Re-watching the celebration unfold, it becomes extremely difficult to keep the moderate accomplishment in perspective. LeBron James began “Tebowing” (before “Tebowing” was a thing), Dwayne Wade fell to the floor like Michael Jordan after he won his third NBA title in 1993, and Doc Rivers (who was rumored to be stepping away from coaching after the conclusion of the Celtics’ playoff run) wandered around the floor like a lost puppy.
Needless to say, it felt like something was happening. A coronation of some sort. Presumably, the hoary Celtics would no longer be a threat following the 2010-11 playoffs, and the manner in which James spoke about his adversary in the immediate aftermath was extremely deferential — almost like a eulogy.
“First of all, I want to give a lot of thanks to the Boston Celtics,” James said. “Doc Rivers, that coaching staff, them players — they make [you] fight for everything, you can never take your foot off the gas, you can never take a second off against that team, so a lot of respect for that team.”
However, as James was giving praise and soaking in the moment, Rivers was preparing for his post-game press conference, where he unexpectedly declared he was coming back to coach the next season and beyond.
The Heat would advance to the NBA finals, eventually losing to the Mavericks in six games. Rivers’ decision made ripples, putting a moratorium on the passing of the crown, but most likely flew under the radar in the Heat locker room since they had advanced and the Celtics were going home.
That playoff series featured emotions that seemed elevated beyond the stakes of the individual contest. Regardless of where the two teams stand in the conference rankings, there’s enough star power — one Big Three facing another — to make matchups between the teams an event. And that is part of the allure of the next meeting of the teams on Sunday, when the Heat come to TD Garden to face a Celtics team playing at its highest level this season.
The Here and Now Read the rest of this entry »
|Celtics notebook: The lure of passing||at 9:23 am ET|
“I appreciate the way you guys play,” Hollins said. “It’s unselfish, no one cares about the points and you guys play to win. You don’t see that in the NBA. If Kevin [Garnett] has five points and 13 rebounds and we win, he’s excited. If [Rajon] Rondo has zero points and 15 assists, he’s excited. You don’t see that. I really appreciate that about the team.”
Hollins has already benefited from the passing culture. He and Rondo have hooked up for three alley-oops in the last two games and his eyes lit up when asked about playing with the point guard.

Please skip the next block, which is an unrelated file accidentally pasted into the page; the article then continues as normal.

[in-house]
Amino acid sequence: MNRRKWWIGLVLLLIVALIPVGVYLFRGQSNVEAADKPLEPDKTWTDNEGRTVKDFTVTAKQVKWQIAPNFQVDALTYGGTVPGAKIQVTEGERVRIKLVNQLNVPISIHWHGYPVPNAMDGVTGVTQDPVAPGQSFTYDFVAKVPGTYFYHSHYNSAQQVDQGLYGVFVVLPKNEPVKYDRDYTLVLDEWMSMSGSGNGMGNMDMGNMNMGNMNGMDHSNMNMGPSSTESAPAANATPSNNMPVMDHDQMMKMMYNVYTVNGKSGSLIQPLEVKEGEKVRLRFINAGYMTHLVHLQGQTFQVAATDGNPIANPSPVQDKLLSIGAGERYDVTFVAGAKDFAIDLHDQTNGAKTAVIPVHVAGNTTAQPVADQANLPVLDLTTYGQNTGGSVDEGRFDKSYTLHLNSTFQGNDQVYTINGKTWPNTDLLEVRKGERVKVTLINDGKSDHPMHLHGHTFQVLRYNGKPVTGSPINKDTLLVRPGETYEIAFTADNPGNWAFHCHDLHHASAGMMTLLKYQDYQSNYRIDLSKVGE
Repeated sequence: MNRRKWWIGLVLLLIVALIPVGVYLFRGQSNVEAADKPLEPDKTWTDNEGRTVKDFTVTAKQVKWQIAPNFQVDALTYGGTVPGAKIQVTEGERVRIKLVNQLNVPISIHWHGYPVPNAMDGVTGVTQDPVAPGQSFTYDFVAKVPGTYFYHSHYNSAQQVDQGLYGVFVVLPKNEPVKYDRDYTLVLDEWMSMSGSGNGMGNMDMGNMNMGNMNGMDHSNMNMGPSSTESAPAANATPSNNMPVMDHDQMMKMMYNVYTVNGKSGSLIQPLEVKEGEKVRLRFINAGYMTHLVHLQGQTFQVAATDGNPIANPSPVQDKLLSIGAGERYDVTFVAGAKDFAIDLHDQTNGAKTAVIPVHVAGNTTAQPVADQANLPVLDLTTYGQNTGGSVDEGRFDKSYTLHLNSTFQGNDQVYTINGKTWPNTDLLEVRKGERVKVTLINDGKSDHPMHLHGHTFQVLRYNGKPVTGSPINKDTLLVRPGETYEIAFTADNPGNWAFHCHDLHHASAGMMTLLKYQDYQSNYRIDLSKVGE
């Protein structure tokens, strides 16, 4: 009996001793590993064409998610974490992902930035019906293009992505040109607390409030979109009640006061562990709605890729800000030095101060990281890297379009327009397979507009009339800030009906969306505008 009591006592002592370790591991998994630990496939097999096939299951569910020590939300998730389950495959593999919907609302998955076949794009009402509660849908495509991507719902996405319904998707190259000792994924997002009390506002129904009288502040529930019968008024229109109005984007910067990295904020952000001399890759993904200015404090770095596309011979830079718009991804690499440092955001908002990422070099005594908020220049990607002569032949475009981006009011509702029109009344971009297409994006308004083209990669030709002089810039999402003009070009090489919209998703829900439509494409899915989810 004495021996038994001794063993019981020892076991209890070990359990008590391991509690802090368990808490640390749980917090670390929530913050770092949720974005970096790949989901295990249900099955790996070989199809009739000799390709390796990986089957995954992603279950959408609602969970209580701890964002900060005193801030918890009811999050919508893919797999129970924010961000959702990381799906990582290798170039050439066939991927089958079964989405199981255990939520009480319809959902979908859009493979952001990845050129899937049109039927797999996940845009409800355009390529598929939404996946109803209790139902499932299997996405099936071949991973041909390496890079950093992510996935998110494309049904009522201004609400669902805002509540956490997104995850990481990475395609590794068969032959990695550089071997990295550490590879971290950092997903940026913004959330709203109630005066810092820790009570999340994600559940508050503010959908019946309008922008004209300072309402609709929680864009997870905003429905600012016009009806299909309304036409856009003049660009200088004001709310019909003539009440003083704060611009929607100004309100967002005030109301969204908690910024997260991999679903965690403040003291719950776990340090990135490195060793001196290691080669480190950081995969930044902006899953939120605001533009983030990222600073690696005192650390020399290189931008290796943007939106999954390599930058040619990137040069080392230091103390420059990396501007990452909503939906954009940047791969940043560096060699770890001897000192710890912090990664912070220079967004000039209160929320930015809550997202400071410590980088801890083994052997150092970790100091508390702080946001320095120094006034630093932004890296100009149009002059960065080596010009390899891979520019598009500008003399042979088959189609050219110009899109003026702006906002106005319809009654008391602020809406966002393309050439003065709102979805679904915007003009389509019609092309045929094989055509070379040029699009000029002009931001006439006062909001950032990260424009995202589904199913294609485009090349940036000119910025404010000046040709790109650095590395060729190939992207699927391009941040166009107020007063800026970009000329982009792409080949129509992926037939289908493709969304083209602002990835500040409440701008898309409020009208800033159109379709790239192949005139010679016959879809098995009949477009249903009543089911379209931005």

“I love playing with Rondo,” Hollins said. “The type of player I am, I’m going to complement Rondo and he’s going to complement me. If I can be at the rim, it opens up all the other shooters. The coaching staff is on me to dive and run in transition. It opens everything up.”
Hollins has played just 28 minutes in five games with the Celtics, but his testimonial lies at the heart of what has helped make the Celtics successful again. Their offensive problems have been well documented but here are the gritty numbers:
They rank 26th in points per 100 possessions, just ahead of New Orleans and just behind Toronto, 28th in free throw attempts and dead last in offensive rebounding. They’re ninth in 3-point shooting percentage, but just 23rd in attempts. While they have been making an effort to push the pace since the All-Star break, they do the majority of their scoring in the halfcourt via jump shots.
While Paul Pierce is still capable as a shot-creator and Rondo can open up space, the Celtics rely on passing and ball movement for open shots. More than 67 percent of their made baskets come off assists — the highest rate in the league — and while Rondo racks up assists, the commitment is team-wide. Pierce averages five assists per game and Garnett’s passing from the high and low post remains a unique facet of his game.
It’s a trait that’s not only contagious, it’s passed along to the new players.
“Great passer,” Avery Bradley said of Garnett. “He teaches Brandon [Bass]. When we’re watching film, passes that he makes. That just shows what kind of teammate Kevin is, because somebody could be like, nah I don’t want to tell him to help him get better, but Kevin is constantly trying to help everybody get better.”
Wait, no-pass Bass? Yes, no-pass Bass too. The shoot-first forward has a higher assist rate than at any other time in his career. (The Celtics are more than happy with Bass’ play, by the way. They want him to take his shots and he turns it over far less than the other starters, which shows a player who understands his game and his role.)
One of the primary appeals for the Celtics in free agency is the culture they’ve developed over the last five seasons that celebrates winning over individual numbers. That may not be enough to lure the top free agents, but it will surely attract some players.
SPEAKING OF THE FUTURE Read the rest of this entry »